May 30—Lost Island Waterpark in Waterloo expects to ride the wild wave as a tsunami of guests hits its shores when gates open June 1. After last summer's COVID-19-imposed restrictions, Eric Bertch is looking forward to a return to some level of normalcy.
"We're expecting to see a pretty strong resurgence in attendance. People are ready to get out of the house and socialize again. There's a lot of pent-up demand," said General Manager Eric Bertch.
Lost Island Waterpark is ranked as the second-best water park in the U.S., according to the annual survey in USA Today. The park has been open since 2001 and was set to celebrate its 20th anniversary last summer.
"We were on track to have a record-breaking year. Honestly, we were pumped up. Then the pandemic hit, and we had to dial back our attendance. We wanted to make sure our guests were safe, and that we were still providing the best experience. It was pretty frustrating for us to tell people who had driven four hours to get the park that 'Sorry, we're full' and turn them away," Bertch said. The water park has a daily capacity of 4,500, but the "self-imposed" restricted attendance was set at 1,800 daily visitors.
A new ticket pricing model is now in effect for purchasing tickets online and at the gate, and several special events are planned this summer, including a June 12 Race to Paradise 5K and a staff reunion July 17.
"We're expecting it's going to be a fantastic year. Our target is 150,000 guests," Bertch said.
Experience Waterloo Executive Director Tavis Hall describes people as "absolutely ready" for spring and summer activities. "I feel like we're in a good spot. We're still encouraging folks to get the COVID vaccination to keep our recovery unlocked, and we'll be taking necessary preventative measures so people will be safe," he explained.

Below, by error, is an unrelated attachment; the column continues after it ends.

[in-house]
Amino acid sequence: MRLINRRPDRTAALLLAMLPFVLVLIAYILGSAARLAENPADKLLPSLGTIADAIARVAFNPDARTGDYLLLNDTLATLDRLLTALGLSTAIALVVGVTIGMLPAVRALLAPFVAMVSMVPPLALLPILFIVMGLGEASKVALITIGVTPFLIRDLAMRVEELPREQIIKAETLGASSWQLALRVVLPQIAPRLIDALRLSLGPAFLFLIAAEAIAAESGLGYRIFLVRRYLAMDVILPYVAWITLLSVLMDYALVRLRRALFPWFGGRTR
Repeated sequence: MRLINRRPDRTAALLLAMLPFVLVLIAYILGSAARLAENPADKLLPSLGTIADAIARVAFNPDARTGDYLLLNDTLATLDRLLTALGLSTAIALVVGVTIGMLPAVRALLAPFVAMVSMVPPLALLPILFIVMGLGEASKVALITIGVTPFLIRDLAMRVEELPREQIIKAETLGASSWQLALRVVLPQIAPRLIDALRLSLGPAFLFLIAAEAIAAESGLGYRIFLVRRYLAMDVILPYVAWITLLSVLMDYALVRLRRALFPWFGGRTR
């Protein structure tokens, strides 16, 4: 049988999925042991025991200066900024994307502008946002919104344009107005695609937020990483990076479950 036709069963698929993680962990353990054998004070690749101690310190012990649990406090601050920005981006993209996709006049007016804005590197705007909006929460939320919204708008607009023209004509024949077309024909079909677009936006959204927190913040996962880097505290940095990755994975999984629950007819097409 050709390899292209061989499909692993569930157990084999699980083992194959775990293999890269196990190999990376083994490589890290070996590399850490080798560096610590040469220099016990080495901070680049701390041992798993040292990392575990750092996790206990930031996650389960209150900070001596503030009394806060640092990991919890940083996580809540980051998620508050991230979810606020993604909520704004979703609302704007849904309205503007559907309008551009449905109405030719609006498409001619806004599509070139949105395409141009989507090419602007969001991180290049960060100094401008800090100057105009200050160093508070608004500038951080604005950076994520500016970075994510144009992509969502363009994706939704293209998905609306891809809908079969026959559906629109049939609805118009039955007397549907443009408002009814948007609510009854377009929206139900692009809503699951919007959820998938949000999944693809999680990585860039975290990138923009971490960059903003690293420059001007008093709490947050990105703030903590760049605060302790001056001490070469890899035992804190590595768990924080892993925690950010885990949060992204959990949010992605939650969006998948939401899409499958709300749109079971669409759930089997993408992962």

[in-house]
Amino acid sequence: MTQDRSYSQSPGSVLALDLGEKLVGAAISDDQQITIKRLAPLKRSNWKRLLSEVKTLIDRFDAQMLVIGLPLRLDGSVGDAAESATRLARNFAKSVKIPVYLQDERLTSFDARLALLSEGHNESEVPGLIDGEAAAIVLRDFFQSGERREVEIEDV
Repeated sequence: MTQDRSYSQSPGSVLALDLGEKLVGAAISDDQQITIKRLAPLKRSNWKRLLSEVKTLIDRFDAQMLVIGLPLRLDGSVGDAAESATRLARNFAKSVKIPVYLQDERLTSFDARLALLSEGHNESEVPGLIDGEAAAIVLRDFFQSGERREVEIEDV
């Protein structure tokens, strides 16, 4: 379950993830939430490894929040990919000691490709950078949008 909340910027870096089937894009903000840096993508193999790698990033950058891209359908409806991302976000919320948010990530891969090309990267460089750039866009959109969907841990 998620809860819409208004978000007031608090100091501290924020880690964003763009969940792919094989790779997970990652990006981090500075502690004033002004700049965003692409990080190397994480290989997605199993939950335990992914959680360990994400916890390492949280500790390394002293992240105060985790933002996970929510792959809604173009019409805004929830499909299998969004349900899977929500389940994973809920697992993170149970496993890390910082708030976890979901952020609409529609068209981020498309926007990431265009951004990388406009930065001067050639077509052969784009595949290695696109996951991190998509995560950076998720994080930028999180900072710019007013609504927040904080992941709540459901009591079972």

The list of activities planned this summer is growing. In addition to Lost Island Waterpark's seasonal opening, Friday Loo's summer concert series has already started its season in Lincoln Park, and My Waterloo Days will "Rock the Park" June 7-13 with a complete schedule of in-person events. RAGBRAI will cycle into downtown Waterloo on July 28, and festivities will include "The Purple Xperience" — a prince Tribute band.
"Irish Fest, pool and dart tournaments, business conferences and meetings — we have a lot of things that were postponed or canceled last year that are going to be happening in 2021. Restaurant owners are ready to get back to full capacity, and many have made improvements to outdoor dining spaces to help people feel safer," Hall said.
"As much as we would like to think that 2020 and COVID didn't happen, we continued to see construction and redevelopment in Waterloo, such as the convention center which will prove to be a sound investment for years to come, and private investments like Lost Island Theme Park."
Waterloo was "incredibly resilient" during the pandemic, Hall said. "People really had the backs of small businesses through their support and participating in local campaigns like Eat Love Waterloo and other initiatives that played a role in keeping doors open."